The Netflix (NASDAQ:NFLX) bears are sinking to unbelievable depths these days.
Citi analysts Mark Mahaney and Tony Wible are reiterating their sell rating on the DVD-by-mail rental pioneer with a warning that operating profits could be slashed by 67% if a postal surcharge is slapped on the company's pesky return mailing envelopes.
The rectangular mailers often get stuck in the Postal Service's automated sorters, forcing postal workers to sort them manually. An audit by the USPS Office of the Inspector General disclosed that 70% of the return mailers aren't going through. The office's recommendation is a $0.17 surcharge on each return mailer to offset the additional $21 million in processing labor being incurred by the postal department.
It sounds serious. In fact, it's brutal when you do the math. A typical subscriber goes through four or five movies a month, leading Citi to project that operating profits per subscriber would plummet from $1.05 to $0.35 per member.
Run for the hills? Short Netflix like it's the Miami Dolphins against the New England Patriots in three weeks?
Hold on a second. What happens when costs rise at Chipotle (NYSE:CMG)? Naturally raised "food with integrity" doesn't come cheap. What happens when Starbucks (NASDAQ:SBUX) is hit with higher coffee-bean prices? Those Colombian java pellets can get pricey. Yes, they pass the costs on to the consumers.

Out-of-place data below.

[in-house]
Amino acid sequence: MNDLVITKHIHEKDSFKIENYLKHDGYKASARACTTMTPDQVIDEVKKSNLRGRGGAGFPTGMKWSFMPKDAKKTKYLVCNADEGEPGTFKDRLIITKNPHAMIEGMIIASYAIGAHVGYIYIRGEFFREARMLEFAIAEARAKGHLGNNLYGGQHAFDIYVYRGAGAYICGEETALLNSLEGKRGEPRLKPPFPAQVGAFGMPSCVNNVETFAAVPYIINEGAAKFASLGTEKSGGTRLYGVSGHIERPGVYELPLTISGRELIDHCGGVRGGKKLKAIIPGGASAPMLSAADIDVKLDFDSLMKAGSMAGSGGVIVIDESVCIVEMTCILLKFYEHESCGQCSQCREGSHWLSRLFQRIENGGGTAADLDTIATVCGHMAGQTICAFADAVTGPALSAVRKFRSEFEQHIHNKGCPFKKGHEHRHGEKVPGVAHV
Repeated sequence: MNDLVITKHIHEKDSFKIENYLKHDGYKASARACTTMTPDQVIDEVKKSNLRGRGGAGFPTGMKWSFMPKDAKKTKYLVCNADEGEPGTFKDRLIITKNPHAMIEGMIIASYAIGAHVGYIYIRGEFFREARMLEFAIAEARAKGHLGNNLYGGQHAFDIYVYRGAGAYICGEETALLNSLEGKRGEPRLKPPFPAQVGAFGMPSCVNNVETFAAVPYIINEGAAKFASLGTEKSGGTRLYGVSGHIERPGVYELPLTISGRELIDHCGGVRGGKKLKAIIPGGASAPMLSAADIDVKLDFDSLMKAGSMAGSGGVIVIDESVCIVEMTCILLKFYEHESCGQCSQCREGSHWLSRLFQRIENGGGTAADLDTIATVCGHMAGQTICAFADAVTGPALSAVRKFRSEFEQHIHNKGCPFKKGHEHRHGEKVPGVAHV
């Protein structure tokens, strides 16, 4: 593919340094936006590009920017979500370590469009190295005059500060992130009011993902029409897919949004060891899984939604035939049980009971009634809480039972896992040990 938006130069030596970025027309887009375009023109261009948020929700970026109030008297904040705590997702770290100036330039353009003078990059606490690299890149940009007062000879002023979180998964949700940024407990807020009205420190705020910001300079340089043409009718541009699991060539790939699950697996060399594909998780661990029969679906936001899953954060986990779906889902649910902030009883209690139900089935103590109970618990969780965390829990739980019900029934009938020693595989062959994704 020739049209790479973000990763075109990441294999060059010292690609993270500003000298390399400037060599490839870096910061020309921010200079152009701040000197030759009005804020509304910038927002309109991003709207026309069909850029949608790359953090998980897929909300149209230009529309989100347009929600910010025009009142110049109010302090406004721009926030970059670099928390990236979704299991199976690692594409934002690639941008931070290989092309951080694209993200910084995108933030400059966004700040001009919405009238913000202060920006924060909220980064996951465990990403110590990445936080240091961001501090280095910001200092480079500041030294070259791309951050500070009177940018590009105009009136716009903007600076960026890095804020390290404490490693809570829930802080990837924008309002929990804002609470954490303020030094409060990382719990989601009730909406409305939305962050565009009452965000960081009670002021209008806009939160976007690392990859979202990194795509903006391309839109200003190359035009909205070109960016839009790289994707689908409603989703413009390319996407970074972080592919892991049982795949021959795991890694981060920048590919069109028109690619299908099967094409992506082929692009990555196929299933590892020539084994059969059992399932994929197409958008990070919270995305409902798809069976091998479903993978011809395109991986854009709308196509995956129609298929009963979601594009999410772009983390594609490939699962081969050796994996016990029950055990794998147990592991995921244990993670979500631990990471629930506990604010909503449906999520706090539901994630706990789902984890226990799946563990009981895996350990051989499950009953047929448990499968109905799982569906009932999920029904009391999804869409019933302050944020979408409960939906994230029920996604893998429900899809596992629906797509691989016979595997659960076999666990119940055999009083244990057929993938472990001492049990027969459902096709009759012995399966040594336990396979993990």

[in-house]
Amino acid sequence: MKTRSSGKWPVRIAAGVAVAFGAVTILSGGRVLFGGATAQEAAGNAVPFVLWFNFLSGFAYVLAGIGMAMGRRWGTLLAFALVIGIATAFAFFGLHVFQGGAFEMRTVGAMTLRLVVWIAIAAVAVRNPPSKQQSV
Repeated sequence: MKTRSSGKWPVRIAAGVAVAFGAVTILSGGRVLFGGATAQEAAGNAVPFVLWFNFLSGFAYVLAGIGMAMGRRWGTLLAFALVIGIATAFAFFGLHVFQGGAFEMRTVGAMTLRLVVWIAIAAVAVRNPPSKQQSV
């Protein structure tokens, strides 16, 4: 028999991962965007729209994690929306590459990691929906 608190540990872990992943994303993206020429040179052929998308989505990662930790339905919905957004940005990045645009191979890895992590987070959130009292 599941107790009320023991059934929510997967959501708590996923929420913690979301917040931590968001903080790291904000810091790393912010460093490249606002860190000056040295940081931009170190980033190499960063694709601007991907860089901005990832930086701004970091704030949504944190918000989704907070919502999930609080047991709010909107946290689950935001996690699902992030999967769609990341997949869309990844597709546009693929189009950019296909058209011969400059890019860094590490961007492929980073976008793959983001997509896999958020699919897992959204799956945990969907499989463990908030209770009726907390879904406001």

Why would Netflix stomach a blow that wipes out two-thirds of its operating profits? It's more likely that Blockbuster (NYSE:BBI) will be in a bigger world of hurt. It can't turn a profit on its Total Access service. It's saddled with debt. If its mailers are jamming machines too, it will be --
What's that? Blockbuster's mailers aren't getting stuck? The Citi analysts confirm this. Those mailers are square, without the paper-thin edge Netflix mailers have that trips up the postal sorting automatons.
So Netflix needs to reshape its mailers. It's hip to be square, Netflix. One quick tweak and everyone's happy, sparing Netflix the need to take a weed whacker to its income statement.
OK -- why not just say that from the beginning? Because the Citi analysts are bearish on Netflix -- and they have a buy recommendation on Blockbuster. They're using this flimsy non-news non-event as a platform for a pair of stock reiterations.
I am a Netflix shareholder, but I'm far from the pom-pom-toting type. I ruffled a few feathers last month, suggesting that the market for DVD rentals by mail peaked back in June. I have also questioned if Netflix will continue with its digital initiative as well as it has been, once companies like Apple (NASDAQ:AAPL) and Amazon.com (NASDAQ:AMZN) improve their offerings on that end.
But even a cynic like me has to laugh at the reasoning here. Peddling fear is one thing. Peddling needless fear is something else entirely.
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Longtime Fool contributor Rick Munarriz has been a Netflix subscriber -- and shareholder -- since 2002. He is also part of the Rule Breakers newsletter research team, seeking out tomorrow's ultimate growth stocks a day early. The Fool has a disclosure policy.